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McDonald's franchisee fight regarding the tech fees could wind up in court

McDonalds franchisee fight regarding the tech fees could wind up in court

May 24, 2021: -At a time when McDonald’s U.S. business continues to outperform, some franchisee are voicing support for potential legal action against the fast-food giant over $70 million in one-time technology fees.

CNBC has obtained a copy of an internal survey of 225 members of an independent franchisee organization, the National Owners Association, which shows around 75% of operators polled say they support owner leadership who filed an injunction to stop the collection fee. Of that group, 17% were undecided, and 9% said they did not support the action. NOA has nearly 1,200 members, and McDonald’s has around 2,000 U.S. franchisees.

The NOA survey results were first reported by trade publication Restaurant Business.

KPMG is performing an independent audit of the situation currently and is expected to finish by mid-May.

The fees have been a source of conflict in the latest months. In an email February from NOA to its members seen by CNBC, the group’s board said McDonald’s had not proven franchisees owe technology fees of $423 a month on past uncollected dues that amount to $70 million.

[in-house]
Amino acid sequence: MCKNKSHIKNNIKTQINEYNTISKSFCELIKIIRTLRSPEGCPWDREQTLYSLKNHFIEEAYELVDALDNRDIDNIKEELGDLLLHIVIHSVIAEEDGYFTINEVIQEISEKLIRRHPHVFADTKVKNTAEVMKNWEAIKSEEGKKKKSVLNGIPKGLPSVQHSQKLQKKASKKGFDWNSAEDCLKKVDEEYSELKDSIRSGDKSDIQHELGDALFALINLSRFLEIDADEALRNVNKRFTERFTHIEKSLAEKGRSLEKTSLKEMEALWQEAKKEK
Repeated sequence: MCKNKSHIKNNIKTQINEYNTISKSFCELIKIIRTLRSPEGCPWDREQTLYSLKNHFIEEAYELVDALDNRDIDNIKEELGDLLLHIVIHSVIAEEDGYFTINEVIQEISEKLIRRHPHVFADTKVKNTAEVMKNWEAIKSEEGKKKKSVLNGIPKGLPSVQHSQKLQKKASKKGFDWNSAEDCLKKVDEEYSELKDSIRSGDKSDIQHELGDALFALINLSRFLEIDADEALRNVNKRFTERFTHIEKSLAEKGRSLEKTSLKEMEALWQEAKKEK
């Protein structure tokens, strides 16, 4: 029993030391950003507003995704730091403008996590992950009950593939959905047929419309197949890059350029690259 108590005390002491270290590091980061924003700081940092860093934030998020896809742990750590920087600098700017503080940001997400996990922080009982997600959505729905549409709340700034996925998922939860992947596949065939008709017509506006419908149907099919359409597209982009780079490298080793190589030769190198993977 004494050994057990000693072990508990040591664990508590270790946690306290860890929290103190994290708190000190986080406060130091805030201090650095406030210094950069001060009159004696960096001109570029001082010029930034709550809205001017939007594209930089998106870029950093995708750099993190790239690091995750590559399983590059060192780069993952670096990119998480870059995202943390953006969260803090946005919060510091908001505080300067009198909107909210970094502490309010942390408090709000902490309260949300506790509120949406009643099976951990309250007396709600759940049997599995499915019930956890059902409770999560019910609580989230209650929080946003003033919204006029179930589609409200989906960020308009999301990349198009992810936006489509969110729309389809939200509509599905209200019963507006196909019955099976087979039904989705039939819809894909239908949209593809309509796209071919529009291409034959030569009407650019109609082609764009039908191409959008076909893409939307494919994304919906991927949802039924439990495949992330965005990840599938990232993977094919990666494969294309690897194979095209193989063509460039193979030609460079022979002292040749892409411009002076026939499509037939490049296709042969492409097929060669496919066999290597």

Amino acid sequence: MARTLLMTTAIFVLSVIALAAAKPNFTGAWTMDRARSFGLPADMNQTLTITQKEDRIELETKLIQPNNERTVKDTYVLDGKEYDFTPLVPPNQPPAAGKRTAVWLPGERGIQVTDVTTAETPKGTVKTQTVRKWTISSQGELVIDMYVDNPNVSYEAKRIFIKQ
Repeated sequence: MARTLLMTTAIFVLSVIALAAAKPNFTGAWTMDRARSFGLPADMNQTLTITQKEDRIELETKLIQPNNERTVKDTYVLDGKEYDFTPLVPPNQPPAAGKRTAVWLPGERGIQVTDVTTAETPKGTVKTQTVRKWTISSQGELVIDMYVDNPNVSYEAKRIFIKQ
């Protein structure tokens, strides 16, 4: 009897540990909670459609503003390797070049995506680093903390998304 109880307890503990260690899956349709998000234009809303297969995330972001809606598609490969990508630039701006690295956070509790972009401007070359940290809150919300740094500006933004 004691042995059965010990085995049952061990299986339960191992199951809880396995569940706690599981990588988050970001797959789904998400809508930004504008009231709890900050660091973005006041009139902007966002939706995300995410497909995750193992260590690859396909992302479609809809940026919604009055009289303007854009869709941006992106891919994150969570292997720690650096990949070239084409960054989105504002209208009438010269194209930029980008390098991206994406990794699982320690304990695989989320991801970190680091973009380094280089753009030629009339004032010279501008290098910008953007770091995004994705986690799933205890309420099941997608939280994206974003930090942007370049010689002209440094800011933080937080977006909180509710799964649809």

According to the internal communications, McDonald’s agreed to an independent audit to resolve the dispute but has maintained it has “absolute confidence” the fee is owed to the company.

“What we do not do, is allow our suppliers to dictate to us what we owe and what we don’t owe other than based on services rendered. If we are in this kind of relationship, we find a different supplier,” said the email to owners from the NOA board in February.

The division goes beyond the technology fee dispute. Few franchises have also expressed frustration with rising technology fees and the performance of the company’s technology, more broadly.

Separately, the NOA board also shared with members a recommendation from advisory firm Glass Lewis that McDonald’s board chairman Enrique Hernandez Jr. and compensation chair Richard Lenny not be reelected at the company’s shareholder meeting regarding their handling of the firing and severance for former CEO Steve Easterbrook.

The NOA board did not provide its voting proposals, but a source familiar with franchisee leadership said the sharing of the report was “unprecedented.” All directors were reelected at the meeting Thursday, despite campaigns to oust the two directors over Easterbrook’s severance.

In November 2019, Easterbrook was terminated for having a relationship with an employee in violation of company policies. The company is now suing to claw back his package, alleging that he lied about other employees’ associations.

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